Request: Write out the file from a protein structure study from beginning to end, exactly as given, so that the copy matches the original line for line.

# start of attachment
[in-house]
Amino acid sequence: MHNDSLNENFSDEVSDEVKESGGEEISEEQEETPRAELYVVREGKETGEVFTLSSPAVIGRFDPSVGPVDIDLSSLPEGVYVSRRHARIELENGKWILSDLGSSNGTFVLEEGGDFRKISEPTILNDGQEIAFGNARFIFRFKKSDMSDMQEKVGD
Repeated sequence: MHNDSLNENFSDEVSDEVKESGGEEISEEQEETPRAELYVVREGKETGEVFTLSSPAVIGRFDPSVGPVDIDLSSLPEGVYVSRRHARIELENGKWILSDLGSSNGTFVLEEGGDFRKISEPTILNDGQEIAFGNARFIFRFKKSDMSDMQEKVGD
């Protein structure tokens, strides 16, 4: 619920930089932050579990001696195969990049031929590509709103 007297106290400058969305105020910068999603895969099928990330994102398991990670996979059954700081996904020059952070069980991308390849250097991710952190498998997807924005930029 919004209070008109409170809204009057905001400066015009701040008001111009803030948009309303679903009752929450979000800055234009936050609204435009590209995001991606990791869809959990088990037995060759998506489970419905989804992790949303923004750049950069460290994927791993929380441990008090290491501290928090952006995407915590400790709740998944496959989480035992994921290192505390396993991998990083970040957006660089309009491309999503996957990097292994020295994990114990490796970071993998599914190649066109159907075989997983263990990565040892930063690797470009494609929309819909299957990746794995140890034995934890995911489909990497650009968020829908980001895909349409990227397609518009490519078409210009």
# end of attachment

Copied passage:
[in-house]
Amino acid sequence: MHNDSLNENFSDEVSDEVKESGGEEISEEQEETPRAELYVVREGKETGEVFTLSSPAVIGRFDPSVGPVDIDLSSLPEGVYVSRRHARIELENGKWILSDLGSSNGTFVLEEGGDFRKISEPTILNDGQEIAFGNARFIFRFKKSDMSDMQEKVGD
Repeated sequence: MHNDSLNENFSDEVSDEVKESGGEEISEEQEETPRAELYVVREGKETGEVFTLSSPAVIGRFDPSVGPVDIDLSSLPEGVYVSRRHARIELENGKWILSDLGSSNGTFVLEEGGDFRKISEPTILNDGQEIAFGNARFIFRFKKSDMSDMQEKVGD
């Protein structure tokens, strides 16, 4: 619920930089932050579990001696195969990049031929590509709103 007297106290400058969305105020910068999603895969099928990330994102398991990670996979059954700081996904020059952070069980991308390849250097991710952190498998997807924005930029 919004209070008109409170809204009057905001400066015009701040008001111009803030948009309303679903009752929450979000800055234009936050609204435009590209995001991606990791869809959990088990037995060759998506489970419905989804992790949303923004750049950069460290994927791993929380441990008090290491501290928090952006995407915590400790709740998944496959989480035992994921290192505390396993991998990083970040957006660089309009491309999503996957990097292994020295994990114990490796970071993998599914190649066109159907075989997983263990990565040892930063690797470009494609929309819909299957990746794995140890034995934890995911489909990497650009968020829908980001895909349409990227397609518009490519078409210009």